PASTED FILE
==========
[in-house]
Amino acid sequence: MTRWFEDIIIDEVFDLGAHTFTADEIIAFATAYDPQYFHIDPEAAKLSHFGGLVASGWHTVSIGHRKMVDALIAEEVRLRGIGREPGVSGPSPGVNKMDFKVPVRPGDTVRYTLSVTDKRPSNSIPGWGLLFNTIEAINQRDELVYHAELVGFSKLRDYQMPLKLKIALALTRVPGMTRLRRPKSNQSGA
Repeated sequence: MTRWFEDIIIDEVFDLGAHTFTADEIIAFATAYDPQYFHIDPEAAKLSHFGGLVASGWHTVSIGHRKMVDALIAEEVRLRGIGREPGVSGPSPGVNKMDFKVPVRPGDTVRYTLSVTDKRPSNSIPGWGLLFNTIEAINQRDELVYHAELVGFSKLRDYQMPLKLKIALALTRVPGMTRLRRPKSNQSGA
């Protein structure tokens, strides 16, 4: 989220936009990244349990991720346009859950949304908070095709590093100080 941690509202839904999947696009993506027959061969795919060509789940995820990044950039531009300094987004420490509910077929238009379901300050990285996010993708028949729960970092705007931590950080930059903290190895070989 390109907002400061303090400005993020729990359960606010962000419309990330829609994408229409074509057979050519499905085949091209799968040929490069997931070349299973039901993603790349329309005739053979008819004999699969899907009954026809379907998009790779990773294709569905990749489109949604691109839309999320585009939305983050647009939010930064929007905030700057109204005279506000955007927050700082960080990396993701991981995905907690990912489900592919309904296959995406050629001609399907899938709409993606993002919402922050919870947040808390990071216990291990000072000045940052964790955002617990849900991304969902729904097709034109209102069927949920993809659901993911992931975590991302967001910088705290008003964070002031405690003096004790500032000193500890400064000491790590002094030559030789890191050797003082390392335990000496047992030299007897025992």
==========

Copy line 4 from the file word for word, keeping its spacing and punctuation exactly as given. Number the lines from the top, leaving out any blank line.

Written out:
């Protein structure tokens, strides 16, 4: 989220936009990244349990991720346009859950949304908070095709590093100080 941690509202839904999947696009993506027959061969795919060509789940995820990044950039531009300094987004420490509910077929238009379901300050990285996010993708028949729960970092705007931590950080930059903290190895070989 390109907002400061303090400005993020729990359960606010962000419309990330829609994408229409074509057979050519499905085949091209799968040929490069997931070349299973039901993603790349329309005739053979008819004999699969899907009954026809379907998009790779990773294709569905990749489109949604691109839309999320585009939305983050647009939010930064929007905030700057109204005279506000955007927050700082960080990396993701991981995905907690990912489900592919309904296959995406050629001609399907899938709409993606993002919402922050919870947040808390990071216990291990000072000045940052964790955002617990849900991304969902729904097709034109209102069927949920993809659901993911992931975590991302967001910088705290008003964070002031405690003096004790500032000193500890400064000491790590002094030559030789890191050797003082390392335990000496047992030299007897025992």